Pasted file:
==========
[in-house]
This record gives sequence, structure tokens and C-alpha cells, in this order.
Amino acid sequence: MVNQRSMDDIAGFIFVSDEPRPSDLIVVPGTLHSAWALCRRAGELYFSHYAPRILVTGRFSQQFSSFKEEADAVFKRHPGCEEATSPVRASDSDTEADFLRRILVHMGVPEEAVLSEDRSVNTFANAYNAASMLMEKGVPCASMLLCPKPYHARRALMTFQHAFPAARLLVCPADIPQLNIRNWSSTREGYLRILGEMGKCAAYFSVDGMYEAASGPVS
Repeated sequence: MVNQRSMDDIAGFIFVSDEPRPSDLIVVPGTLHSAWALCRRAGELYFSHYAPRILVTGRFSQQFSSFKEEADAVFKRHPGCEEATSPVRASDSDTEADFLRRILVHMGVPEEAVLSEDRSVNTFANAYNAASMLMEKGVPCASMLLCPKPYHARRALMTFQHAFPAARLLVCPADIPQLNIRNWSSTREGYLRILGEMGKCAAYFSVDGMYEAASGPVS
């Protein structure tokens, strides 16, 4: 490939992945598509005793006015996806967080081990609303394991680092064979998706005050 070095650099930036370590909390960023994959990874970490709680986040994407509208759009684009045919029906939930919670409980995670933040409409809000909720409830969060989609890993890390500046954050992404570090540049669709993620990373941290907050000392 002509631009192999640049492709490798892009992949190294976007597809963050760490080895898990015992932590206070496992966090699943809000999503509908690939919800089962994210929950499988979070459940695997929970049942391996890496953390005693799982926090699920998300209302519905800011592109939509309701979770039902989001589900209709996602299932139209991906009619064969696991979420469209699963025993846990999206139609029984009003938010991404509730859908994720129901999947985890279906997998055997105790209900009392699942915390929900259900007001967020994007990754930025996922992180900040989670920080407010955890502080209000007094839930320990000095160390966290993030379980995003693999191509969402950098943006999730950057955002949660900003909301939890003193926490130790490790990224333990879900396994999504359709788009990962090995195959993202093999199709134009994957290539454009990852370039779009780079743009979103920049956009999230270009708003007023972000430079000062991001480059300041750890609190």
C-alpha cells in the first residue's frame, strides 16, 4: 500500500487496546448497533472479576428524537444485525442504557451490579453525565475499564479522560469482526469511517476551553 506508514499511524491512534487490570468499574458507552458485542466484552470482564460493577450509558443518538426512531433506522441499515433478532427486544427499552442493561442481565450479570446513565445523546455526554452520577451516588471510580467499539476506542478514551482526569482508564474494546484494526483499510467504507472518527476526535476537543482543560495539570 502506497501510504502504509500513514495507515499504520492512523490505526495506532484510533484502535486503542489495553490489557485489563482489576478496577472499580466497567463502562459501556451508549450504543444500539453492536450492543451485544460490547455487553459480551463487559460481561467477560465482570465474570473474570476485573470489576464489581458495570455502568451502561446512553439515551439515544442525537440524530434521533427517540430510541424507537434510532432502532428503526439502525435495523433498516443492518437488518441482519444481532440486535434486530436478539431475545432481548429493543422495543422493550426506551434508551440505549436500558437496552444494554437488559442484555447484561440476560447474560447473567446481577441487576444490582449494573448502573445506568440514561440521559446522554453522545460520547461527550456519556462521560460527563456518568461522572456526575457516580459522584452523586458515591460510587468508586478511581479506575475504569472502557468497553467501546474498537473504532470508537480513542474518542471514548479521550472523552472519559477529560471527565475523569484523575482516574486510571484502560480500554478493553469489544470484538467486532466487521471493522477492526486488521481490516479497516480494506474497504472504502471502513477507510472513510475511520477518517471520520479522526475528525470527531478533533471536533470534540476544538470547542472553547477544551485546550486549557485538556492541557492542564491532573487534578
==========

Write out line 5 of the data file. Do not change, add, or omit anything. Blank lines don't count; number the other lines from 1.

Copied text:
């Protein structure tokens, strides 16, 4: 490939992945598509005793006015996806967080081990609303394991680092064979998706005050 070095650099930036370590909390960023994959990874970490709680986040994407509208759009684009045919029906939930919670409980995670933040409409809000909720409830969060989609890993890390500046954050992404570090540049669709993620990373941290907050000392 002509631009192999640049492709490798892009992949190294976007597809963050760490080895898990015992932590206070496992966090699943809000999503509908690939919800089962994210929950499988979070459940695997929970049942391996890496953390005693799982926090699920998300209302519905800011592109939509309701979770039902989001589900209709996602299932139209991906009619064969696991979420469209699963025993846990999206139609029984009003938010991404509730859908994720129901999947985890279906997998055997105790209900009392699942915390929900259900007001967020994007990754930025996922992180900040989670920080407010955890502080209000007094839930320990000095160390966290993030379980995003693999191509969402950098943006999730950057955002949660900003909301939890003193926490130790490790990224333990879900396994999504359709788009990962090995195959993202093999199709134009994957290539454009990852370039779009780079743009979103920049956009999230270009708003007023972000430079000062991001480059300041750890609190």